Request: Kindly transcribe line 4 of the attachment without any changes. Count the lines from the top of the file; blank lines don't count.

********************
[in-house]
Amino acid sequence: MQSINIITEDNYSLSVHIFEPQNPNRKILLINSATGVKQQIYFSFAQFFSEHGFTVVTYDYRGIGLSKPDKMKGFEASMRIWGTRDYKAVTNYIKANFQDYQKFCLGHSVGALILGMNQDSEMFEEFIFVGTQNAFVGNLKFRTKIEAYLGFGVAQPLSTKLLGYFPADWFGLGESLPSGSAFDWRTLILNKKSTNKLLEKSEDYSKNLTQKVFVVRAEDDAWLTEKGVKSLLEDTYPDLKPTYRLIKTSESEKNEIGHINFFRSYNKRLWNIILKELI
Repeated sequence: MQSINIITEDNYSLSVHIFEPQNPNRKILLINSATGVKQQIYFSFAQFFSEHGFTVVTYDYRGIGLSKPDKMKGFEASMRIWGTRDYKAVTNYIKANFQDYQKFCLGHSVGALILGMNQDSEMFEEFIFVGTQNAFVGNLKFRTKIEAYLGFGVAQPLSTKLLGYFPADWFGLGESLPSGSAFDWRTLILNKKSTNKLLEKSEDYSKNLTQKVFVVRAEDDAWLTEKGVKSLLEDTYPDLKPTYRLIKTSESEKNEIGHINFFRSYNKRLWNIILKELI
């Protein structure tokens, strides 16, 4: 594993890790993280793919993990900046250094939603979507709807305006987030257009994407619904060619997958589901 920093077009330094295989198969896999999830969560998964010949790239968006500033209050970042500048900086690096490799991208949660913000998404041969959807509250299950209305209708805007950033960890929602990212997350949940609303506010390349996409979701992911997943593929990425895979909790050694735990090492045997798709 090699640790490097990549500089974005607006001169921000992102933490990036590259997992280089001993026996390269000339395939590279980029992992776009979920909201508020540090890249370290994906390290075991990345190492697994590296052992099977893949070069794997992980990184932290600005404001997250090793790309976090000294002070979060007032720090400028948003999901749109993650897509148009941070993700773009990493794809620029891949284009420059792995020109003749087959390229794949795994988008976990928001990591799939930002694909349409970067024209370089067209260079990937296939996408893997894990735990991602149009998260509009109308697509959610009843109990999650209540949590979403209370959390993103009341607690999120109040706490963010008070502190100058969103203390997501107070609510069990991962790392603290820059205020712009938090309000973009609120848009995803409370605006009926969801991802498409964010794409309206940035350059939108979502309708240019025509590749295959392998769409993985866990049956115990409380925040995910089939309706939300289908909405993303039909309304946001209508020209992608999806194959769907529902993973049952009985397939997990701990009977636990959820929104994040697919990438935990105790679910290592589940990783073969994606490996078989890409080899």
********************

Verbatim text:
């Protein structure tokens, strides 16, 4: 594993890790993280793919993990900046250094939603979507709807305006987030257009994407619904060619997958589901 920093077009330094295989198969896999999830969560998964010949790239968006500033209050970042500048900086690096490799991208949660913000998404041969959807509250299950209305209708805007950033960890929602990212997350949940609303506010390349996409979701992911997943593929990425895979909790050694735990090492045997798709 090699640790490097990549500089974005607006001169921000992102933490990036590259997992280089001993026996390269000339395939590279980029992992776009979920909201508020540090890249370290994906390290075991990345190492697994590296052992099977893949070069794997992980990184932290600005404001997250090793790309976090000294002070979060007032720090400028948003999901749109993650897509148009941070993700773009990493794809620029891949284009420059792995020109003749087959390229794949795994988008976990928001990591799939930002694909349409970067024209370089067209260079990937296939996408893997894990735990991602149009998260509009109308697509959610009843109990999650209540949590979403209370959390993103009341607690999120109040706490963010008070502190100058969103203390997501107070609510069990991962790392603290820059205020712009938090309000973009609120848009995803409370605006009926969801991802498409964010794409309206940035350059939108979502309708240019025509590749295959392998769409993985866990049956115990409380925040995910089939309706939300289908909405993303039909309304946001209508020209992608999806194959769907529902993973049952009985397939997990701990009977636990959820929104994040697919990438935990105790679910290592589940990783073969994606490996078989890409080899």